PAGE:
Climate deniers. Pessimistic fatalists. Those who insist people are too lazy to be anything but passive consumers. Those who say Greenpeace can never change. The purists who say that if we’re not perfect, we’re worthless.
Sure, these characters exist in the world, but it’s time to stop giving them so much oxygen. The best way to kill an idea is to view it through the lens of the worst-case-scenario narrated in the voice of your worst critics. Our imagined critics will not occupy space in our story universe.
When crafting campaigns and communications, imagining the objections from the minority, or those we’ll never be able to engage anyway, decreases our penchant for courageous action. We don’t need everybody in the world on board. One billion acts is an ambitious goal that only takes a small slice of the global population. Our story is for those alive and well enough to say “count me in.” It is not meant to re-awaken the dead.
“Everything's got a story in it. Change the story, change the world.” ― Terry Pratchett, A Hat Full of Sky
We are consumers, not citizens. Someone else makes the big decisions while we define ourselves by the stuff we have, the stuff we want to buy and the stuff we wouldn’t be caught dead with. More money will make us more fulfilled. And the best way to express our values is by "voting with our dollars."
Of course, there are billions who own nothing and thus are worth nothing according to this myth. We would need many more planets to include everyone in this crumbling story.
Our creativity, our passions and our willingness to help others defines us. We identify ourselves by the ideas we come up with, the ideas of others we pass on and share and the acts we are bold enough to take. We don’t consume the coolest stuff, we create it. And happiness comes less from having than it does from sharing.
The new story is a reality Maker culture is growing rapidly. Open Source development is leading Internet evolution. There is increased interest in redefining "the good life." 3D printing is set to disrupt manufacturing in the same way mp3s disrupted music. Old gatekeepers (media companies, governments and pundits) are losing control.
Our well-being relies on an ever-growing economy. Though many of us have come to suspect that economic growth accelerates the consumption of Earth’s natural resources and enriches the global 1%, we’re still dependent on the opportunities and wealth it spreads around.
Our economy exists to serve people, not the other way around. Real wealth derives not from numbers on a stock ticker but on the health of the planet on which we all depend. Progress is defined by how many are lifted out of poverty and by shrinking inequality. People created the old measures of economic health — so people can create new ones.
The new story is a reality The widely predicted slowing of global growth within the next two decades is based on demographic and resource trends. Including: growing distrust in unbridled capitalism (evidence by broad public opinion polls); near consensus about the threat of climate change; and new measures of economic well-being are taking hold.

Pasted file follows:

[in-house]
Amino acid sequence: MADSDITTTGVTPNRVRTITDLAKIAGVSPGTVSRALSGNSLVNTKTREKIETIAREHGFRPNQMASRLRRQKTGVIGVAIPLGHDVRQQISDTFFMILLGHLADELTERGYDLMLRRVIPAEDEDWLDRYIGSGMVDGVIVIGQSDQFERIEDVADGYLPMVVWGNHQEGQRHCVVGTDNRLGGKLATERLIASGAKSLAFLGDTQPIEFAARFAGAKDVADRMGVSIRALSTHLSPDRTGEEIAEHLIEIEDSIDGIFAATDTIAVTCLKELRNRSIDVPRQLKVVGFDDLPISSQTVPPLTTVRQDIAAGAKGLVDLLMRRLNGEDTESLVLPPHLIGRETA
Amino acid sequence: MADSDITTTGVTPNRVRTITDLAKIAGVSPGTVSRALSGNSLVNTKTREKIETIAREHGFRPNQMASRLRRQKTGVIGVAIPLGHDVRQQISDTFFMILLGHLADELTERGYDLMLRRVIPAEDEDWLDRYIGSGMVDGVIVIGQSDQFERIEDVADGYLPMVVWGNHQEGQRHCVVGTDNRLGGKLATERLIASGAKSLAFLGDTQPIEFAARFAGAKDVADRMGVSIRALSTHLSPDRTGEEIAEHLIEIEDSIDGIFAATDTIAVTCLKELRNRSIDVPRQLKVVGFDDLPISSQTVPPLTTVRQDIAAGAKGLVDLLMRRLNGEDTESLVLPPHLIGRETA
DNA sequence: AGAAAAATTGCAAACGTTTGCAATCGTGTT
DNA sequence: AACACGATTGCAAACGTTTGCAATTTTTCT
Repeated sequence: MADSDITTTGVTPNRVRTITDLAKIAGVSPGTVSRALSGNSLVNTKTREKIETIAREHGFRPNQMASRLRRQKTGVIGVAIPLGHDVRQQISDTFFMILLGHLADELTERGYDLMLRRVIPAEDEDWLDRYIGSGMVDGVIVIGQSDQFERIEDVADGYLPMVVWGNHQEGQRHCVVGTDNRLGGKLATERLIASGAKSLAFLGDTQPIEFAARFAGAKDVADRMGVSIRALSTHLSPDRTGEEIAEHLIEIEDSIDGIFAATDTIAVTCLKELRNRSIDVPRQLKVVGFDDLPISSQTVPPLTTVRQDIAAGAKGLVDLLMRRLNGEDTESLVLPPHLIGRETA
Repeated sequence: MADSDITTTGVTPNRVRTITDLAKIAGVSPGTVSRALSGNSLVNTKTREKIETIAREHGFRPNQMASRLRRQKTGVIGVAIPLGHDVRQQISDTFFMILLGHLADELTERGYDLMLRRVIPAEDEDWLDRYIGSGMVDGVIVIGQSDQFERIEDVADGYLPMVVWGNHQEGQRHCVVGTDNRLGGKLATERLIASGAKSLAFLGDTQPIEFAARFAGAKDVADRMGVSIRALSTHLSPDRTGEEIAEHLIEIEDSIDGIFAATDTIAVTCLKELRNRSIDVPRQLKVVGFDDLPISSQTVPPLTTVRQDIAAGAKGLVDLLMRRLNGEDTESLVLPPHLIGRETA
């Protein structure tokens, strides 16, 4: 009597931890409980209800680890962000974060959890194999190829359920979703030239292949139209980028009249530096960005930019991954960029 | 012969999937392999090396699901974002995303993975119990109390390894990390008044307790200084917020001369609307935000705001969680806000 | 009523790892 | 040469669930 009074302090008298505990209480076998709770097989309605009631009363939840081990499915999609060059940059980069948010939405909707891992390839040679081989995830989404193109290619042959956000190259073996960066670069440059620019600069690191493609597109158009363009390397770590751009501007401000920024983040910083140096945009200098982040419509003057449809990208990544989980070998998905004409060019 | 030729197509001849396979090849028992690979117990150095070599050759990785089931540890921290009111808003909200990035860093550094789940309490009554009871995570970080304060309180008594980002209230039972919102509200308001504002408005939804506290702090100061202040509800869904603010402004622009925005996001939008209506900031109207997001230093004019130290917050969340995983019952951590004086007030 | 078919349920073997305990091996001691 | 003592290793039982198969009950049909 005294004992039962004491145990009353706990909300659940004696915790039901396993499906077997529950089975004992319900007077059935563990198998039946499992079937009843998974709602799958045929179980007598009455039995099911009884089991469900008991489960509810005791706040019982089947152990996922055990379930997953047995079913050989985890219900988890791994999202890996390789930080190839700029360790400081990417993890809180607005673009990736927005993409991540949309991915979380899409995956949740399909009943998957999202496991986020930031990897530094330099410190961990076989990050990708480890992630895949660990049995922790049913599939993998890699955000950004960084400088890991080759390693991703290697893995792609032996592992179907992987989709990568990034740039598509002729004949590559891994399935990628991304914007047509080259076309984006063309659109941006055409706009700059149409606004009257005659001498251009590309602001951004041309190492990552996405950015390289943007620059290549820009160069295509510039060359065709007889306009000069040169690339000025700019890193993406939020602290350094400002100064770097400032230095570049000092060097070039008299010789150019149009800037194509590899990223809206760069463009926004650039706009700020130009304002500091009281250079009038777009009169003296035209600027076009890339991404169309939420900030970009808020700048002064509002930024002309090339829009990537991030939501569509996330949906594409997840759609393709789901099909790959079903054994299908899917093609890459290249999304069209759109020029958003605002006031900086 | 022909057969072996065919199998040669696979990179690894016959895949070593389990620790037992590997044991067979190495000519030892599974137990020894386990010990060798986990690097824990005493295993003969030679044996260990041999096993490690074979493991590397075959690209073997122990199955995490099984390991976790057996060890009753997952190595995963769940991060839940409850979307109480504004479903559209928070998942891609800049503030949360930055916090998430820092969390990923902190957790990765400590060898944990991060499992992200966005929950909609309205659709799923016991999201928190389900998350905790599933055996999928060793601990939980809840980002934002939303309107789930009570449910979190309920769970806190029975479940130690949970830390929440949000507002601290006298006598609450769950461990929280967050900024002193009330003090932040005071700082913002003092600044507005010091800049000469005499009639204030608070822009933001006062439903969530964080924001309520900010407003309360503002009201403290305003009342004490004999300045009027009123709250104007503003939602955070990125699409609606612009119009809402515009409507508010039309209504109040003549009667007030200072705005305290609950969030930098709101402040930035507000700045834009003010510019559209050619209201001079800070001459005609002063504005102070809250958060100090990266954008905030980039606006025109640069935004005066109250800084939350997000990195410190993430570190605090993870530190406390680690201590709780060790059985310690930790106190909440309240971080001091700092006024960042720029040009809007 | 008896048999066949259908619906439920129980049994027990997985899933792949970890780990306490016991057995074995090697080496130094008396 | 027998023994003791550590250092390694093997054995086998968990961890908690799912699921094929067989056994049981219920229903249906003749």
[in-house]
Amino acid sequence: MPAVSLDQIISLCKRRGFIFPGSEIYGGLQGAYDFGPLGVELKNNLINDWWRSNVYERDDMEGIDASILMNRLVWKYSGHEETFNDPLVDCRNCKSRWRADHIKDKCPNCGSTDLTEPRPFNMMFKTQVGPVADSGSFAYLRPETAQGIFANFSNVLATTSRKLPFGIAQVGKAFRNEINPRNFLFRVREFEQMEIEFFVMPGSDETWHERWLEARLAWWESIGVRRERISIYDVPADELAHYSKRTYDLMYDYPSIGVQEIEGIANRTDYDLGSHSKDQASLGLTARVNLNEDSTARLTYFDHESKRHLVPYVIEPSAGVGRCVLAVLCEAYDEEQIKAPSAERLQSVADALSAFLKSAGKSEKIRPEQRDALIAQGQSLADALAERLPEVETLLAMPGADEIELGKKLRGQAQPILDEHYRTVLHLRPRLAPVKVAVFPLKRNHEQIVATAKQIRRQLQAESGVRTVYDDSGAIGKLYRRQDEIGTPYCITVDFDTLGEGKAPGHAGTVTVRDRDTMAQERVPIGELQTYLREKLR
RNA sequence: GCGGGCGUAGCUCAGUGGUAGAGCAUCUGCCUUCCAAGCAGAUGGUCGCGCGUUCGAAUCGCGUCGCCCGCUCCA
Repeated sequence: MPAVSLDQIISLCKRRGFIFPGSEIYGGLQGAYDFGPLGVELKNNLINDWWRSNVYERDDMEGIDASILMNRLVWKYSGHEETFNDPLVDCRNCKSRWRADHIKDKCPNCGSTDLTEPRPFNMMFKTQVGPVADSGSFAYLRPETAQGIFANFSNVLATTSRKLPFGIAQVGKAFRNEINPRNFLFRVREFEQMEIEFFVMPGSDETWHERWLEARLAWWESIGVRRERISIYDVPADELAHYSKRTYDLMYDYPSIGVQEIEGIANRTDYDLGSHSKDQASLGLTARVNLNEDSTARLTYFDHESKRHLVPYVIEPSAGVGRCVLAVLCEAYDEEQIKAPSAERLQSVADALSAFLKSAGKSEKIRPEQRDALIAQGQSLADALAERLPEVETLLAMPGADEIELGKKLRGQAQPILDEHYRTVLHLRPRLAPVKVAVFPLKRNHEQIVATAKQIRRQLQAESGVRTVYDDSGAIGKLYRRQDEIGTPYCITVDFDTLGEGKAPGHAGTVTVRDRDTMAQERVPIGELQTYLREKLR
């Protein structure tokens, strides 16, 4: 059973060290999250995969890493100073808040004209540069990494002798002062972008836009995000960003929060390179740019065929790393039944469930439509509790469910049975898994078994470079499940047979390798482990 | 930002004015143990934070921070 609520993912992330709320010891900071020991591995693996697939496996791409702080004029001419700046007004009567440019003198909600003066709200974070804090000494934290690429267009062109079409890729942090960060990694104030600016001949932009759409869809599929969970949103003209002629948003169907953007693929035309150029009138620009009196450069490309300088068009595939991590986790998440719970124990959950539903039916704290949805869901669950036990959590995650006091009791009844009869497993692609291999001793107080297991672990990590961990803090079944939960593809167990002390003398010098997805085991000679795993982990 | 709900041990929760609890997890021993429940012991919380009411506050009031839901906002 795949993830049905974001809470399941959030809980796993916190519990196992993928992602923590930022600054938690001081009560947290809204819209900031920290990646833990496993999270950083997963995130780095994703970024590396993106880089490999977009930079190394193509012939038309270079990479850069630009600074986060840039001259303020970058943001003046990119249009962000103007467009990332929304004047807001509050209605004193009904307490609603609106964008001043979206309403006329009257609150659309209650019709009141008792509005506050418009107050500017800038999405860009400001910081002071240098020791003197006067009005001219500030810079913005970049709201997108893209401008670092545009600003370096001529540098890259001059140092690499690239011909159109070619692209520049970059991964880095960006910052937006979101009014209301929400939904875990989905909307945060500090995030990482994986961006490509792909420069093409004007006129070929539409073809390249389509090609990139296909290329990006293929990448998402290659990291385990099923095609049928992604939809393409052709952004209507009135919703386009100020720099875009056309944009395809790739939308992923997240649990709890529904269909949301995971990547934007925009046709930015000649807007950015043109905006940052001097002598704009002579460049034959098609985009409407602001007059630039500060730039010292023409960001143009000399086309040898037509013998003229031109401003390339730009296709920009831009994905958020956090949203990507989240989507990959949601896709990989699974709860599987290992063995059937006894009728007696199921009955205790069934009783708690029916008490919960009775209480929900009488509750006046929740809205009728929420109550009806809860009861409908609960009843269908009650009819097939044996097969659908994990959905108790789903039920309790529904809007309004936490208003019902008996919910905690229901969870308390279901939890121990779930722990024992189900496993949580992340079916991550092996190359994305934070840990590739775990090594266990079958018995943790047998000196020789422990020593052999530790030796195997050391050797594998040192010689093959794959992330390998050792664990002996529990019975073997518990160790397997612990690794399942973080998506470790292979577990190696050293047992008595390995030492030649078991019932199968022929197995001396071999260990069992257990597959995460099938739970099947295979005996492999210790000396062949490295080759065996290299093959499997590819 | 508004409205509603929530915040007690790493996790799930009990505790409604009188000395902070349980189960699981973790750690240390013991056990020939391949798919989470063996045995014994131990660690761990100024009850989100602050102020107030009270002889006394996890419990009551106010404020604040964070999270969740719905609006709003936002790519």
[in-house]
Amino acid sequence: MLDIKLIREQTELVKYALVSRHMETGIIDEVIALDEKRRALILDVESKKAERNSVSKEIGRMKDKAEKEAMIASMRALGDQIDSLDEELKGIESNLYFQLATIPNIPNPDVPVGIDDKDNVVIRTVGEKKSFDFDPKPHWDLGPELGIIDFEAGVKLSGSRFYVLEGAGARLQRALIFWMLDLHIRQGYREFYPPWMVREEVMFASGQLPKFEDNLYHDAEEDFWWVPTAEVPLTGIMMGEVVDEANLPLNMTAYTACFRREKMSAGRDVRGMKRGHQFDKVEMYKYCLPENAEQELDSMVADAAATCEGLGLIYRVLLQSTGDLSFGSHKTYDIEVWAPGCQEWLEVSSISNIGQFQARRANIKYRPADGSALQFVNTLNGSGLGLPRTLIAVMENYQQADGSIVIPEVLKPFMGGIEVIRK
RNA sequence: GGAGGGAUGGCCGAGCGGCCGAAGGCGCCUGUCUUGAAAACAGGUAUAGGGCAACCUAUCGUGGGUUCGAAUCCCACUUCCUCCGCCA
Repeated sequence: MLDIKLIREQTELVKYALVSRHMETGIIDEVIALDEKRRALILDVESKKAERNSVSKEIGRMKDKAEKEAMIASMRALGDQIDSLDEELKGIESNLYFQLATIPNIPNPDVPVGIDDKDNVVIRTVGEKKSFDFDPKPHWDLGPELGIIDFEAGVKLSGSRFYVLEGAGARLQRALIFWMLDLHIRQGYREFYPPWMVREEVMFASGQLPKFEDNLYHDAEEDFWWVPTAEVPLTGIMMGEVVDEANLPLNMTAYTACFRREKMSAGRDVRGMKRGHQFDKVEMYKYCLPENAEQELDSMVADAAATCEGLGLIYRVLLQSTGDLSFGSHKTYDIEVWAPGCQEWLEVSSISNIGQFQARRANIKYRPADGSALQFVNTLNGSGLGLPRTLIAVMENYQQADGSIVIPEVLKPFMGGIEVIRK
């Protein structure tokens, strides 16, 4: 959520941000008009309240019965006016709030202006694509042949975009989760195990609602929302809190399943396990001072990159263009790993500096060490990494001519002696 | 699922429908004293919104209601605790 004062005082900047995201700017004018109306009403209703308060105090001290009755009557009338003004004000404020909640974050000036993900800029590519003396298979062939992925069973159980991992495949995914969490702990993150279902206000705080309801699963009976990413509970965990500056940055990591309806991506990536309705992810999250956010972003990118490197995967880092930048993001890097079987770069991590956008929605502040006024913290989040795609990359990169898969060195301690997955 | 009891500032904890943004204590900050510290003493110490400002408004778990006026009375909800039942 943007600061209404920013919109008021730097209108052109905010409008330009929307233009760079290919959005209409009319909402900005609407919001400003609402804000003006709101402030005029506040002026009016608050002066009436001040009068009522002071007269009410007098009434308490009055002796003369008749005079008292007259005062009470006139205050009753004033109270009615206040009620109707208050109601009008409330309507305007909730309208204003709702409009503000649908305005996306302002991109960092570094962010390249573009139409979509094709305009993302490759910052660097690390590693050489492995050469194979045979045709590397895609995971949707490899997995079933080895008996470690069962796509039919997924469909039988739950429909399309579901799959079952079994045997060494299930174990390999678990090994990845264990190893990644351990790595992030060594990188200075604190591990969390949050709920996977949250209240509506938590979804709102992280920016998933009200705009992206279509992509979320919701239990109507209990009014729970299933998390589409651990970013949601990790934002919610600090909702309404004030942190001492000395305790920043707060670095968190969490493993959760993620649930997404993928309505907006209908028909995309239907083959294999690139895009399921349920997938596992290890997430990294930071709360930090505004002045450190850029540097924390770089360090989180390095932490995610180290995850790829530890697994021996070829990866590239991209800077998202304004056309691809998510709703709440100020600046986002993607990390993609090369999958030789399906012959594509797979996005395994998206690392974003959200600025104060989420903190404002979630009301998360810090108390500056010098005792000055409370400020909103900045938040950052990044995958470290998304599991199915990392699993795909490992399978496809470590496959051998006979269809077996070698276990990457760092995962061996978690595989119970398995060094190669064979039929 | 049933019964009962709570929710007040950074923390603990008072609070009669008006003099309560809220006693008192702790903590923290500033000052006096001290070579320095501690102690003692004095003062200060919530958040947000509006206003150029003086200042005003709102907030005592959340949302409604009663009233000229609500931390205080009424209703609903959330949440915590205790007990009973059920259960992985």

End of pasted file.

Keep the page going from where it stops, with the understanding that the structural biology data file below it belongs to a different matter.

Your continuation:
The world is a dangerous place and the only way to protect ourselves is to spend billions on high-tech weaponry, constant surveillance and occasional but consistent invasions of non-compliant countries.
There will never be enough tanks and spies to secure a world in which billions live in desperate circumstances — while billions more move in that direction thanks to environmental degradation. Terrorism and aggression rely on the fuel of injustice. It is far more effective to fight back with mutual support, opportunity and empathy born of the interconnection that has now become possible.
The new story is a reality Terrorism and cyber threats cannot be confronted with military might. New technologies make empathy at scale suddenly possible. Young people are increasingly rejecting homophobia, sexism, racism and nationalism. Despite some pockets of violent and highly spotlighted exception, many believe we now live in the most peaceful time in recorded human history.
Scientists are working hard on solutions that will allow us to keep living just as we do. Someone will find a way to take the carbon out of the air, rebuild the coral reefs, regrow the forests and deal with all our garbage. When the market demands these things, they will simply appear.
Human ingenuity is indeed capable of amazing things. But it only solves the problems that it’s applied to. It is up to all of us to direct that ingenuity to take on our world’s most pressing challenges, starting now. And that ingenuity is needed not just from the elite inventors of the world, but from parents, educators, communities — all of us.